[JOSH KIRSCHNER]“No matter which phone you have, we still recommend that anyone who really cares about picture quality use a point-and-shoot, rather than your cell phone.”

I would say respectfully that statement appears to be of a profoundly minimalist expectation level one might have for the camera in their phone. It seems to say that you should not expect your phone to do any non-phone function well, and if it is horrible, accept that it is a cell phone and not a camera/word processor/GPS mapping device/etc., and say no more about it (lest you be labeled “one who expects too much from her or his cell phone).”

When a phone is advertised to have a camera as one of it’s selling points, it is a sad day when we allow company’s to have a pass when they release a horrible quality product. 

As for replacing a point-and-shoot (PS: I also own a Canon 60D DSLR), my EVO 4G did exactly that: Replaced my more feature-rich Fuji 12MP Finepix ONLY because I had my cell phone with me at all times, and the 8MP high quality pictures were so impressive, I did not feel I had any sense of “want” for my Fuji. The key point here is that if a phone’s camera is good enough (like on the EVO 4G), it is enormously convenient to never have to think to grab your regular point-and-shoot camera every time you leave the house “just in case” something picture worthy happens. I no longer had to ‘settle’ for the grainy pixelated shots my prior smart phone took when impromptu parties/events/etc took place around me. Indeed, the pictures I took with my EVO, people were incredulous that I had taken them with a cell phone camera.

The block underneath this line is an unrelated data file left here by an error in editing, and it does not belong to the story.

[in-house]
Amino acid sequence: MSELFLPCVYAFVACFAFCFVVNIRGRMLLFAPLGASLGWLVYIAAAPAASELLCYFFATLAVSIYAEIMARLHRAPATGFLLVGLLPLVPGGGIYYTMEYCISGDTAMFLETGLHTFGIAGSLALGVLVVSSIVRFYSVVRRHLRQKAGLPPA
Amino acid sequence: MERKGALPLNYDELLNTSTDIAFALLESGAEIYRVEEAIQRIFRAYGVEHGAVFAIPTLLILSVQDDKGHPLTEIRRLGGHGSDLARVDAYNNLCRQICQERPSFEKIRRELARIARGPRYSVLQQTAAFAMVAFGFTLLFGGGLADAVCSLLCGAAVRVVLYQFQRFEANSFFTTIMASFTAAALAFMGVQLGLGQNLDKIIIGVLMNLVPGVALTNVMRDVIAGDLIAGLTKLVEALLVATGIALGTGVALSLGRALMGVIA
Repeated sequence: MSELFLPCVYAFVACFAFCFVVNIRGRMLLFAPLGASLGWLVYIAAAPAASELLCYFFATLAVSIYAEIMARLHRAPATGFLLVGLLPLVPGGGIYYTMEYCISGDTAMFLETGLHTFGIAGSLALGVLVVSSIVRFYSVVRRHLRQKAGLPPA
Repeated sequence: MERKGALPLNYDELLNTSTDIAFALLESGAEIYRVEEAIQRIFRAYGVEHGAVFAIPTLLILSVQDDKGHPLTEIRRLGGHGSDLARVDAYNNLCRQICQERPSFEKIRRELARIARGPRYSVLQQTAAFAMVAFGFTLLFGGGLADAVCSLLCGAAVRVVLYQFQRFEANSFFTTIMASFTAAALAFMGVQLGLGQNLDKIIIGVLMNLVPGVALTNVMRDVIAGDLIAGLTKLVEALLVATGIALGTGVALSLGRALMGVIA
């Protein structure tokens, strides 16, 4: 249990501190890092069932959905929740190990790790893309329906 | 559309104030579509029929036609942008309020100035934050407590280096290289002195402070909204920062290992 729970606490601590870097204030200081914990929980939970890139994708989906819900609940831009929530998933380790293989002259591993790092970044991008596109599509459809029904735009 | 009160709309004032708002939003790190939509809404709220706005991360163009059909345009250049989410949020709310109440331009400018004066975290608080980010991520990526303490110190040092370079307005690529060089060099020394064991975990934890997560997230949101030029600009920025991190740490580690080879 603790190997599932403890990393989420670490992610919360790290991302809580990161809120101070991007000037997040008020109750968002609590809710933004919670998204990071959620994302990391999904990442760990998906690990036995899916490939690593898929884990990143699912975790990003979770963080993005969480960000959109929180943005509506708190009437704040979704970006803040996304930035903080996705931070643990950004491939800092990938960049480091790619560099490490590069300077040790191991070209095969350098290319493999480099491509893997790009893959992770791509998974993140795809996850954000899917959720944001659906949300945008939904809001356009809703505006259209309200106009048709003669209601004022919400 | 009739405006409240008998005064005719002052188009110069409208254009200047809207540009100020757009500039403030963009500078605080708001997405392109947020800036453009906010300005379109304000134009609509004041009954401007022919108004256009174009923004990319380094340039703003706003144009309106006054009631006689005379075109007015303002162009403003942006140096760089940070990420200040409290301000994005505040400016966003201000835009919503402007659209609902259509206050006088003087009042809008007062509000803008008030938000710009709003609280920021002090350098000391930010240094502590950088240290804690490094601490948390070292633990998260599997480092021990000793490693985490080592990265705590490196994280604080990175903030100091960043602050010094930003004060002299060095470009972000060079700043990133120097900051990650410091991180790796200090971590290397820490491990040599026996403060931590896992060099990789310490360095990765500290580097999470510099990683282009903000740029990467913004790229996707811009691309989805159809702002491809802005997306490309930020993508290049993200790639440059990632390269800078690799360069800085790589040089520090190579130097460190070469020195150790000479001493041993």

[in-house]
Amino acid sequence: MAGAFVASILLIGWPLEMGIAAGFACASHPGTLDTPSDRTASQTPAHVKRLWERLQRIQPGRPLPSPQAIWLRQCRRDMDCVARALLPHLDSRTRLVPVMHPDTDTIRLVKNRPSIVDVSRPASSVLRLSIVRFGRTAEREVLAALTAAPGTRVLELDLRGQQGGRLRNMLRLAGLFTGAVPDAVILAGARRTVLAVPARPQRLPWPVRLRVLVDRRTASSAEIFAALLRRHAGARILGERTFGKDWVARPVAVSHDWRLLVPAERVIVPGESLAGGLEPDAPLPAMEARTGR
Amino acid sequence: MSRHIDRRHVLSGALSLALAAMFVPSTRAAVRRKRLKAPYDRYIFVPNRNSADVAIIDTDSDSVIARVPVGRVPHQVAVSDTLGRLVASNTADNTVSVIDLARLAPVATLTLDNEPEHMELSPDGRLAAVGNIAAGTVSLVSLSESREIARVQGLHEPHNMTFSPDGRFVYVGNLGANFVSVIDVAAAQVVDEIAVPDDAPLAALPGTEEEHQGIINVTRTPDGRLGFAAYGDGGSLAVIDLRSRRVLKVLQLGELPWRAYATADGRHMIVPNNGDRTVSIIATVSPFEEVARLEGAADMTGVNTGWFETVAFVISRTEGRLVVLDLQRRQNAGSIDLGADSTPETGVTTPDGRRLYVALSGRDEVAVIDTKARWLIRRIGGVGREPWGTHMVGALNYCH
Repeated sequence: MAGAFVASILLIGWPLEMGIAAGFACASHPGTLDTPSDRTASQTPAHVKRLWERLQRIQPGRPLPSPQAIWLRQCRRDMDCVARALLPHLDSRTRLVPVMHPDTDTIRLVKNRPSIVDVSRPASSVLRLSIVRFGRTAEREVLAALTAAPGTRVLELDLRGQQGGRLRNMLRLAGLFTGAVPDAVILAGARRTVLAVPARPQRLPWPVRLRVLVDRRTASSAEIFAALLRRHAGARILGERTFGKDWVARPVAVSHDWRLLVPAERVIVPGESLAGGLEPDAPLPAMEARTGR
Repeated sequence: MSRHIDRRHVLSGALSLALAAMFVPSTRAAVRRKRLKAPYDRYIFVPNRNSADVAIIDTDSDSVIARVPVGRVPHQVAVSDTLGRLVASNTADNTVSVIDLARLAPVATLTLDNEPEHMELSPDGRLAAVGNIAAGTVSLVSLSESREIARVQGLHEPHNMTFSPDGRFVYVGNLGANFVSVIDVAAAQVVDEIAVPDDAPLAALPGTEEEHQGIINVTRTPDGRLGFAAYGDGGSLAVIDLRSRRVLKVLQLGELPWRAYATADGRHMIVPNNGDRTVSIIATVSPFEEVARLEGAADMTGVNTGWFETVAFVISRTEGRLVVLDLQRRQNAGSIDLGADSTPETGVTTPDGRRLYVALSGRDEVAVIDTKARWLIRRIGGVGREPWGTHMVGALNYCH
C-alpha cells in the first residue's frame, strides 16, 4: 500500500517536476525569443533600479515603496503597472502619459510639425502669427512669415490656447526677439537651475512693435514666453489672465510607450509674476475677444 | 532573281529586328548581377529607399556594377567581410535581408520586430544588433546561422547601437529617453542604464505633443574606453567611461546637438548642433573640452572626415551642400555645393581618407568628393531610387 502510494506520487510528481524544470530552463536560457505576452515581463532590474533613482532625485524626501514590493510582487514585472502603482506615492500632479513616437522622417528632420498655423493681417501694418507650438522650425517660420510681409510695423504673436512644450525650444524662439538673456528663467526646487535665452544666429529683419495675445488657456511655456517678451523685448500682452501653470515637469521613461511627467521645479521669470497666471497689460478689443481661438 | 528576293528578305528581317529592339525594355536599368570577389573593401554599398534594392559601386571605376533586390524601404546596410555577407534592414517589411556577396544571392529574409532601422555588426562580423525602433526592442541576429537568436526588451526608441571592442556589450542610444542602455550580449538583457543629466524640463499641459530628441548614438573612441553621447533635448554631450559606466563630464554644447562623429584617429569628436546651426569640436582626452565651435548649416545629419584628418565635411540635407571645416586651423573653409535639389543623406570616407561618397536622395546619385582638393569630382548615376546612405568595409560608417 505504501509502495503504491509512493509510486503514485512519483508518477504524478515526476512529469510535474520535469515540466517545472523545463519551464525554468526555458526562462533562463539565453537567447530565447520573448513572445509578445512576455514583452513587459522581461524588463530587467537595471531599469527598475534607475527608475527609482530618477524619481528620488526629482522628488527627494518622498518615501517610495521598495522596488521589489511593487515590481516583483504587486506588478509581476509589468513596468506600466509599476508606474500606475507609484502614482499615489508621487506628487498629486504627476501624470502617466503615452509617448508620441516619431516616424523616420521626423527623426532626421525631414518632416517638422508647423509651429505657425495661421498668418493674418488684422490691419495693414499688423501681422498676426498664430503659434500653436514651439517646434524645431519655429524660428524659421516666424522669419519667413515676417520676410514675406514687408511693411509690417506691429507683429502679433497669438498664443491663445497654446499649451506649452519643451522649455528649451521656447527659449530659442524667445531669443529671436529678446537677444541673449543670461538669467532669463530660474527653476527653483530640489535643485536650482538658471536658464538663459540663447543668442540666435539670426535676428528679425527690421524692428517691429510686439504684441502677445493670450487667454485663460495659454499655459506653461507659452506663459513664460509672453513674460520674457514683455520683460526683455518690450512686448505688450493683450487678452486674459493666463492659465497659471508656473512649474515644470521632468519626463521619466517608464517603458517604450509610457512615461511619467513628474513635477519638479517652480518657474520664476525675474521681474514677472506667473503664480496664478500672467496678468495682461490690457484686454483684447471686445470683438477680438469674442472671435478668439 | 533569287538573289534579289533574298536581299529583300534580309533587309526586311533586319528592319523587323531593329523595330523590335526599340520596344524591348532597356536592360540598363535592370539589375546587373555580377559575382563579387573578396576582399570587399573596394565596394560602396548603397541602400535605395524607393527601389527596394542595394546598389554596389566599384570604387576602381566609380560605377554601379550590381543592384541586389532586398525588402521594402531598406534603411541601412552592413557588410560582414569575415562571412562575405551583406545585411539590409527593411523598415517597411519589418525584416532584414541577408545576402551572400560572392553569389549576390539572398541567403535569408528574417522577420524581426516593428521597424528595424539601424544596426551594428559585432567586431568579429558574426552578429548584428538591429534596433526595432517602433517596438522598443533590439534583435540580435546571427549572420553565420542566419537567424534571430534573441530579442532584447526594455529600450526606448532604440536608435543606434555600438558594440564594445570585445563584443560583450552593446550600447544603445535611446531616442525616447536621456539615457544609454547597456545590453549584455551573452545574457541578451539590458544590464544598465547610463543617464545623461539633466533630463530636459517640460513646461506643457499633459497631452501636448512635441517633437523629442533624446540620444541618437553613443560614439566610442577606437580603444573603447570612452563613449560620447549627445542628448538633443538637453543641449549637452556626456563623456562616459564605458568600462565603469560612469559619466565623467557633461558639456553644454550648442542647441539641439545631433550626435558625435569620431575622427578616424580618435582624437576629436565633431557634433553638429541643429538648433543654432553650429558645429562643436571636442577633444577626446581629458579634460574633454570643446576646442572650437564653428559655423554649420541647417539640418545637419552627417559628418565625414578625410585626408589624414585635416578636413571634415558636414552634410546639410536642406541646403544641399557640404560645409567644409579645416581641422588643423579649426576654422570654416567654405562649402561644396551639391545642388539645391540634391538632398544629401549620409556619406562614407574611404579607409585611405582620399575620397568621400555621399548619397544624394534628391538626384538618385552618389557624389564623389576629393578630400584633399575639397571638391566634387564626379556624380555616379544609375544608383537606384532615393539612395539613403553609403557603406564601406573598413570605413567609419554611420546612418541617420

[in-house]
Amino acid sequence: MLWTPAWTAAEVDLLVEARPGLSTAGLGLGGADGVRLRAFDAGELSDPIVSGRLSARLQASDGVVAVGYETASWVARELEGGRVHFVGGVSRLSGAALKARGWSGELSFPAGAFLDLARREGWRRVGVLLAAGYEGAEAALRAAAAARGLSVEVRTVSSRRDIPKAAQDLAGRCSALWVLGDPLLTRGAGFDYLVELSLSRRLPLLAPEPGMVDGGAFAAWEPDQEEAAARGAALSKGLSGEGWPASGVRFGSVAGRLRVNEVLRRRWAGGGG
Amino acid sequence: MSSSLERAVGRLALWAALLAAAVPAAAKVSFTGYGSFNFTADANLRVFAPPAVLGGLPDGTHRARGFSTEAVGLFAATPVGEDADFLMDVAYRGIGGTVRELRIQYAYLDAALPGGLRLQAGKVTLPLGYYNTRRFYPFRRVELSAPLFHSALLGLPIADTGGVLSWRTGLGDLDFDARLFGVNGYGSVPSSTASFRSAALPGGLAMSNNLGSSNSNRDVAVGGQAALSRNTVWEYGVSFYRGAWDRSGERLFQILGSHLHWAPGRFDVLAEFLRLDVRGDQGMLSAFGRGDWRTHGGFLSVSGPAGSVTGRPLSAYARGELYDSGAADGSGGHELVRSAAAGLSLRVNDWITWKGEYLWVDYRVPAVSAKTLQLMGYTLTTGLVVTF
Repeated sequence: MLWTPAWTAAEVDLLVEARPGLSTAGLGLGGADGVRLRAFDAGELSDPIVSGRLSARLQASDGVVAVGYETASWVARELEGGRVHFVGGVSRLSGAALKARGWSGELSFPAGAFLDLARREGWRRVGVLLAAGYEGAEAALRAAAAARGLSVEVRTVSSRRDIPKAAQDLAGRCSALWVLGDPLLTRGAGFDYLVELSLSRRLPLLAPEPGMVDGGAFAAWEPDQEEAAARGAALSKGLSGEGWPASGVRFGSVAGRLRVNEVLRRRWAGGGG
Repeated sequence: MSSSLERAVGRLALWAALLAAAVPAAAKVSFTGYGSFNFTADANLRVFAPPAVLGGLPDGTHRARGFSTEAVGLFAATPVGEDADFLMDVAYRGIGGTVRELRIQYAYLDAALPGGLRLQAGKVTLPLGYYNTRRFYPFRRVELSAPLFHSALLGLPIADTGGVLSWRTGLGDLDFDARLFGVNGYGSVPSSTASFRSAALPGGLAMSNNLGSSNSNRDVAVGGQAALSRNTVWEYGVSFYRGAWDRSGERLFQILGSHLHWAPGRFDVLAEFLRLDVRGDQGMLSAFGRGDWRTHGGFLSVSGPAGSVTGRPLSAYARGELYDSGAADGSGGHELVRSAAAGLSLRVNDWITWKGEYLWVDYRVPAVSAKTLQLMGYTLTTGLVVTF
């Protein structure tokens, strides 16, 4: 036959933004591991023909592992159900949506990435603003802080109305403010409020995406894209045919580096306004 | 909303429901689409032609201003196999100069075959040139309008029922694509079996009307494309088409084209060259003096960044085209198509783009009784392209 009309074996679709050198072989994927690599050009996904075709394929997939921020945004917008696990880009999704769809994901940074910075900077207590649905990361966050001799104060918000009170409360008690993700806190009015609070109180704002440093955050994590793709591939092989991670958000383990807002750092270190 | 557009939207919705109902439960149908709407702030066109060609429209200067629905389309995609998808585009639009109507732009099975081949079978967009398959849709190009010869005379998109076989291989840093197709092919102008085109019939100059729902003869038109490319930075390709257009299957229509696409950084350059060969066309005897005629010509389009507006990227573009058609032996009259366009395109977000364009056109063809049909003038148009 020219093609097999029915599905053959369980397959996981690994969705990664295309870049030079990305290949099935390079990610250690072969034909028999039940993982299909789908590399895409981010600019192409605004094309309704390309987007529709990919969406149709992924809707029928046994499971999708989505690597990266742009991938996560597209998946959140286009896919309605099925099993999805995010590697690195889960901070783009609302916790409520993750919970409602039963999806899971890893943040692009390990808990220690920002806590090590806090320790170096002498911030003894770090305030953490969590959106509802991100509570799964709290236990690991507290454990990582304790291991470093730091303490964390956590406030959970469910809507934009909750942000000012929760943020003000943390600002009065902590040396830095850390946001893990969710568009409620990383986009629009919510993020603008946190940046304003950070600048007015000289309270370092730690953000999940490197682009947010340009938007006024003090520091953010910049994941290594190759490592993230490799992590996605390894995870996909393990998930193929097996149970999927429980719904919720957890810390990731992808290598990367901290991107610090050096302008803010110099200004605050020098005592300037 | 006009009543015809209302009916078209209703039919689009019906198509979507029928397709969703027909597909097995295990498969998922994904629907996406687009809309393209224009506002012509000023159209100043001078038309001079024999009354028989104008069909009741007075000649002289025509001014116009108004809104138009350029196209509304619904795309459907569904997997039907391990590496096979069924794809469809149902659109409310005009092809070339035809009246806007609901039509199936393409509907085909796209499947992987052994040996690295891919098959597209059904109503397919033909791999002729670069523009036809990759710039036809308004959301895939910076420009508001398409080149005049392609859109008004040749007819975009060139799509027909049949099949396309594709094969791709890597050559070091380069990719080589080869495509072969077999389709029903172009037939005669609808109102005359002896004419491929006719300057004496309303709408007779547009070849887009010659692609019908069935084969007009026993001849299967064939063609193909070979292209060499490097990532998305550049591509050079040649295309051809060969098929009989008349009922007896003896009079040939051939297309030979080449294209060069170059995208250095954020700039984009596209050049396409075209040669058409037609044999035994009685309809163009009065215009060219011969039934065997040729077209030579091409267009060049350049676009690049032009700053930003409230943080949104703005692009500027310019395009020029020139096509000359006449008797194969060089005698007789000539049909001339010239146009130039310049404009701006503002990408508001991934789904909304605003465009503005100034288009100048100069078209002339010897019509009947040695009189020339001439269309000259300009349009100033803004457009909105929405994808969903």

In summary, clearly the technology is there to have such a great camera in a phone. I don’t think we should settle for such horrid quality *simply* because it comes as an added feature to a cell phone. And as I said, it *becomes* your point and shoot when it is as good as the EO 4G camera (not the EVO 3D, the reduced the quality for the gimmicky 3D)

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It would be great if

From Josh Kirschner on December 24, 2011 :: 4:38 pm

It would be great if all cell phones had a great camera, but they don’t, for reasons of cost, design or otherwise. We try to call out the quality in our reviews so consumers can make their own decision about whether it is a deal breaker or deal maker, depending on their personal needs. No phone is perfect, and users can decide what features matter most to them.

Even great cell phones cameras still don’t have optical zooms and are often slower shot-to-shot than a point-and-shoot. So when the pictures really matter, we turn to our point-and-shoots and DSLR. But you’re right - the best camera to have is always the one you have with. Even a Canon 60D won’t take great photos if it’s sitting at home.

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Photon Issue

From kev on December 27, 2011 :: 11:31 pm

I have been comparing the Photon to the new Samsung Galaxy II Epic Touch. Both have had stellar reviews. the thing that gives the Photon the edge to me is the price I can get it for: 49.99

However, I have been reading forums and posts that discuss the numerous problems with the photon, specifically, constant reboots, and problems with calls where one party could not here the other.

Have you done any long term testing, and, if so, have you experienced any of these problems?